Momentum Artist: Amber Bailey, Enid

Q: What was the concept behind your Momentum artwork?
A: I wanted to create a piece that would represent the change and movement of the world in a way that would empower the wearer. I looked at the universe and tried to recreate it
s beauty and infinity. The world around us is constantly moving so I felt it was incredibly important that the piece had movement that would engage the viewer to interact with the piece.


Q: Explain the technique and/or process you used to create your Momentum work.A: I started with a sketchbook and a goal to create a piece that could unify the art of beading and silver smithing because the two tend to be very separated, by metal smiths especially. I looked at the work of Larry Brickman and felt it was very celestial so I asked him to create a bead for me. I showed him my drawings and lent him my thoughts on color and the process began.

I first created the silver circles by hammering silver sheet for a little texture and then forming it into large bands. I drilled through the centers and cut tubing that would hold them separate. I then put silver wire through the entire contraption and curled out the ends rather than soldering so I wouldnt damage the bead in the center. I chose jade and glass beads and set forth to make a three strand collar to connect to the orbital focal piece. I created a bail for the center by fabricating a box that would hold the strands apart with tubes soldered inside and added the amethyst settings. I created two more stand separators and strung it all on 18 gauge silver wire to ensure it would wear correctly.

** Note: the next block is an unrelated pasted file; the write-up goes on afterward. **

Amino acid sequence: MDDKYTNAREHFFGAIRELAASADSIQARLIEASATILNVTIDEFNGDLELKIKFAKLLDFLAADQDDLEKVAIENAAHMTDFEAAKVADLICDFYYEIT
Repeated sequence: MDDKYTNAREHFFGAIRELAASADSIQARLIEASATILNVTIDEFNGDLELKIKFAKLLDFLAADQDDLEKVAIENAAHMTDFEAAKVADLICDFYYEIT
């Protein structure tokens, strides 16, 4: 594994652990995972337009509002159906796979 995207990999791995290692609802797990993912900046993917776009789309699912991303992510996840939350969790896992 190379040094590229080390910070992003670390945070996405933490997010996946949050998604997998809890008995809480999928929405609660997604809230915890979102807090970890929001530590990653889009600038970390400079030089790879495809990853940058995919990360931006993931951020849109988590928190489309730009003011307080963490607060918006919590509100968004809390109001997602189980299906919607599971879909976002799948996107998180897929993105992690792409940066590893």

Image: “Phase II,” Silver, Amethyst, Jade Beads, Glass Beads. Artwork will be on display at Momentum OKC.
View, Purchase and Experience Artwork by Oklahoma’s Emerging Young Artists at Momentum OKC.
Event: March 5-6.  Gallery Hours: March 9, 10 & 11. Tickets and more information: www.MomentumOklahoma.org

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Rejection from Momentum: An "Insider" Perspective on Jurying

Guest Blogger Candace Coker has served as the curatorial intern for Momentum OKC. After entering other juried shows and Momentum exhibitions (some of which she’s gotten in and some not), she said she was impressed by the fairness she witnessed as the curators reviewed artwork for the show.  She also saw first hand some of the potential challenges of selecting artwork. 


Rejection is difficult. It could never be easy. What you thought was fabulous may not make the cut. What’s worse is having multiple entries turned away. I encourage not to give up – this is merely an opinion and more importantly, a chance for improvement.


When presented with rejection, which is often very disheartening if you let it be, it is easy to wonder… why does that one artist, whose name you see everywhere, always, always seem to get into every single show? …you might wonder perhaps he/she gets into such shows based on who they are rather than their artwork… I have to tell you that is completely untrue.